The Clouds O’er the Lake of Heavenly Tears

You are too young
to be wandering
through a maze filled
with masked individuals.

Too young
to be stopped
from touching
anyone at all.

The masked ones
only look at you.
They do not speak.
Can they speak at all?

They never even move
their dark eyes
from your worried face.

You feel alone
in this maze,
and the only thought
that keeps repeating
is, “What if
one of these people
were to suddenly
turn around and attack me?
Would it be the end?”

But none
of the masked people
attack you.

They only look at you,
watching.

You feel like
they are
judging you.

Are they looking for something?
Are they looking for something bad?

In the distance,
you believe you see
your father, waving.

He calls out to you,
but you cannot hear
what he is saying.

You walk
towards the figure, and,
as you do,
one of the masked people
grabs you by the wrist.

His hand is cold.
The masked man whispers,
“Do not go gentle
into that good night.”

He draws
a blade
and stabs
you in
the gut.

You fall to the ground
in silence,
and the darkness
of eternity
covers you.

***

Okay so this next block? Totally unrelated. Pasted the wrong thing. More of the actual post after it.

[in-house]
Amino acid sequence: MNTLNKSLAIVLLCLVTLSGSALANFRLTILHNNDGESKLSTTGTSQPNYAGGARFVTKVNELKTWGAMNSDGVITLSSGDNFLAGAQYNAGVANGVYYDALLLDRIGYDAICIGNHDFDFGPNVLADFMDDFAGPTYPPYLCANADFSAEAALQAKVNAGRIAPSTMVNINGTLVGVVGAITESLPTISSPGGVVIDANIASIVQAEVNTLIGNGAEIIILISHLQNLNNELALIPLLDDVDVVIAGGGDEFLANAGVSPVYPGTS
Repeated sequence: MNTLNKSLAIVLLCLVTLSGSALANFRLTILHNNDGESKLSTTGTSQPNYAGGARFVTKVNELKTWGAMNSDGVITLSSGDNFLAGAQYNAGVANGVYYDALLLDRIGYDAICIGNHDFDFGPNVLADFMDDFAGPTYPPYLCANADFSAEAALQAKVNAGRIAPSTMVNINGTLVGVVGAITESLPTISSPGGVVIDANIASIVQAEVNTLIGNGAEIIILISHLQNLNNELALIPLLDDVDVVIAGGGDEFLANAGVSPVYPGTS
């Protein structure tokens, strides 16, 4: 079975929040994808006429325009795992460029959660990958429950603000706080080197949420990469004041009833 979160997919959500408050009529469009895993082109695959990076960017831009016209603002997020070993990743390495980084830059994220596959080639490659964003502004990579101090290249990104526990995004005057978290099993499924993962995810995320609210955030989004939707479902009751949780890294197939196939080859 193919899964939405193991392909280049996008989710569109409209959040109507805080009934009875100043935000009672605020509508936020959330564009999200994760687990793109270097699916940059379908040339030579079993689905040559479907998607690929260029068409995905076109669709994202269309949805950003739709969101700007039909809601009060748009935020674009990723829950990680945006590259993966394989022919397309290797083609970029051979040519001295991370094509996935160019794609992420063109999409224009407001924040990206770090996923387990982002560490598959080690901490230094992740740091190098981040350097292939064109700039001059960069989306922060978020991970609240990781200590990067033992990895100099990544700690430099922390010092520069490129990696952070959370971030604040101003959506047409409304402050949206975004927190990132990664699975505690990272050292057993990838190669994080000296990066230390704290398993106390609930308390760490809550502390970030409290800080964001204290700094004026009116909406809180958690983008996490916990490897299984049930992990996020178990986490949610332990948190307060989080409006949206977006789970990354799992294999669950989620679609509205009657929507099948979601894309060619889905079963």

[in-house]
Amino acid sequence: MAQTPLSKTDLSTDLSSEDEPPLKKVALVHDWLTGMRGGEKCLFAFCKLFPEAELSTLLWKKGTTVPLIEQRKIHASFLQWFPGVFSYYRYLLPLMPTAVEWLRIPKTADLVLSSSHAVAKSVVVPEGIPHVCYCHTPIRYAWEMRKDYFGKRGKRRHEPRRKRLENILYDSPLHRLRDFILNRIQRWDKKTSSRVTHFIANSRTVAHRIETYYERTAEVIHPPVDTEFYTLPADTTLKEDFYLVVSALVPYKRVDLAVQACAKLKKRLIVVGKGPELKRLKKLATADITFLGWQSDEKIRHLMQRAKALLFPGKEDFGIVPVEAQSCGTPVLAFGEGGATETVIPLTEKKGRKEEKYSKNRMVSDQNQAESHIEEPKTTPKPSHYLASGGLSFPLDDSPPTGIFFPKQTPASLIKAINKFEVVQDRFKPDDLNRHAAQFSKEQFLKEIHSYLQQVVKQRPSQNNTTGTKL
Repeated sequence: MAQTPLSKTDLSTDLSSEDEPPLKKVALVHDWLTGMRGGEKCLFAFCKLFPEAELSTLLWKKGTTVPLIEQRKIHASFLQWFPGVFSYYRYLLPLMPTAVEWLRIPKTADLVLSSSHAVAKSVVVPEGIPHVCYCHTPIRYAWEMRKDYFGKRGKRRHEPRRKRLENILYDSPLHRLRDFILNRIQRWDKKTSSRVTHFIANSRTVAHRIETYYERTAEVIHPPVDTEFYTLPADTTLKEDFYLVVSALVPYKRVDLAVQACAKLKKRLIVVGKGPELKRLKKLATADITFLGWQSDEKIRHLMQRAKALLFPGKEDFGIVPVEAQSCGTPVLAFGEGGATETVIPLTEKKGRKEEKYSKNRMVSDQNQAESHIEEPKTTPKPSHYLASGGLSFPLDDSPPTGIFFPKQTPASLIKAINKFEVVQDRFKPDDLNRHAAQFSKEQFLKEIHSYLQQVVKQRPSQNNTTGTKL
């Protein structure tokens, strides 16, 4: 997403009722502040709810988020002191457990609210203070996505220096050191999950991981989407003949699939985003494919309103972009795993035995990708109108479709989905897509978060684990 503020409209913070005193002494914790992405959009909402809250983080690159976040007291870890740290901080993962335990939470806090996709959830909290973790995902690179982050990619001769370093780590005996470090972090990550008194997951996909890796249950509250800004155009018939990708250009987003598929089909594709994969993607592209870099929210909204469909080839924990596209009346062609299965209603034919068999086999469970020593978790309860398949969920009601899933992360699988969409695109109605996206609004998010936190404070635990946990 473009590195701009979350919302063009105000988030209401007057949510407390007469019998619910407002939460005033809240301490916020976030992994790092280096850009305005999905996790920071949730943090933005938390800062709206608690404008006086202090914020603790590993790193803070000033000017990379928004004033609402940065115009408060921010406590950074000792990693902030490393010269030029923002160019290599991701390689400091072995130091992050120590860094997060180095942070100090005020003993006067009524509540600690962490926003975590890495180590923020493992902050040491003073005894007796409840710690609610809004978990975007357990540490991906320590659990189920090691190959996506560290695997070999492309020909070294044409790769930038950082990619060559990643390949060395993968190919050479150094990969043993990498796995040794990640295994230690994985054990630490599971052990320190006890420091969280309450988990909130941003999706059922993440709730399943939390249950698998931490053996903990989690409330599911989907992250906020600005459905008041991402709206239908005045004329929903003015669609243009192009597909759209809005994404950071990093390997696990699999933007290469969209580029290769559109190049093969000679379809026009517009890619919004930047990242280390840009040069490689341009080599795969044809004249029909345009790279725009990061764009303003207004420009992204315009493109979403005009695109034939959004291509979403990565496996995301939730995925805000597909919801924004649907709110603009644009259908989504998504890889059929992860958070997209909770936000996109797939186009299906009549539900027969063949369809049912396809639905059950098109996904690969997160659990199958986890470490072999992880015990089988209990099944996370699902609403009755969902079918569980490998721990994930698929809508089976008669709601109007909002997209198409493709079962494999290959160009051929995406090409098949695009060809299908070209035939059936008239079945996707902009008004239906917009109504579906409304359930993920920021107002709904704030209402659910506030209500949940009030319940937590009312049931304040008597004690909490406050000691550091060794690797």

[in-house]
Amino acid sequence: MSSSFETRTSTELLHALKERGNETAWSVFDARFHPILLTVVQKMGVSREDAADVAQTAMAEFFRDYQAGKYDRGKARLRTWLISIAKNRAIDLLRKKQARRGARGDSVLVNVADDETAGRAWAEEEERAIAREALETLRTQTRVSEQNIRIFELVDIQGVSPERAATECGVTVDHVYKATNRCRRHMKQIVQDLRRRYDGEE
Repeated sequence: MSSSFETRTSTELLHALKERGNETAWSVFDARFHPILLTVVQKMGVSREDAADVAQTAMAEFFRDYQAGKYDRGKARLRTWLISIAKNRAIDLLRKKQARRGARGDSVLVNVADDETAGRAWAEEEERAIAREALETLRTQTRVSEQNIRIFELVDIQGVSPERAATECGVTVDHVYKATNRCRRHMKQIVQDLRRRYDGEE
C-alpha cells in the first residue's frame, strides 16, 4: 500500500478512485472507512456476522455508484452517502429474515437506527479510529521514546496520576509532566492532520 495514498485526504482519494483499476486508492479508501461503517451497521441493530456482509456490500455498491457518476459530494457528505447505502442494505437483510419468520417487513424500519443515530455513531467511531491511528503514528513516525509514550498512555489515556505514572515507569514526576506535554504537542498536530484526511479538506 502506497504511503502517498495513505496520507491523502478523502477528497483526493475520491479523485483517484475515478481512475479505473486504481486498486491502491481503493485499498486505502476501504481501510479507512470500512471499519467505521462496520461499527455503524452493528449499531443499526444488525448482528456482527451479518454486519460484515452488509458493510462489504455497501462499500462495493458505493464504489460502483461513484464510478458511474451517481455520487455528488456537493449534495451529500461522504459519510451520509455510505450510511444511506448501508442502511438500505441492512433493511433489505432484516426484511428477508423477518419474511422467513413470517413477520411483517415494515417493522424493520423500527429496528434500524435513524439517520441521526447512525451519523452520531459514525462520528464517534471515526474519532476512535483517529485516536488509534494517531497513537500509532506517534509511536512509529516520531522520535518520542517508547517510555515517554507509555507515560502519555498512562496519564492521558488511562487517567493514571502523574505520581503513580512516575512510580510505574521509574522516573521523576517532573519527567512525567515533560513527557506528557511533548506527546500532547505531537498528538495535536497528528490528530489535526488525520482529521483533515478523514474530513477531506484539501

You arise again
in the afterlife,
by the Lake
of Heavenly Tears.

Alongside you
are mothers mourning
the premature loss
of innocent children.

It is their tears
that fill the lake.

The sky is red.
There is blood in the lake.

The mothers cry, “We have nothing left to lose.”
The lake responds, “But do you understand now?”

The sky is blue.
There are bones in the lake.

The sky is pink.
There is longing in the lake.

The mothers weep
for all their dead.

A voice calls from the clouds,
“You must choose, angels.
After all,
the only thing
the dead have lost
is their life.”

The Clouds O’er the Lake of Heavenly Tears

Basic Connectomics: A Citizen’s Guide to the Connectomy

     to chart the connections:
     a connectome
     what each part is,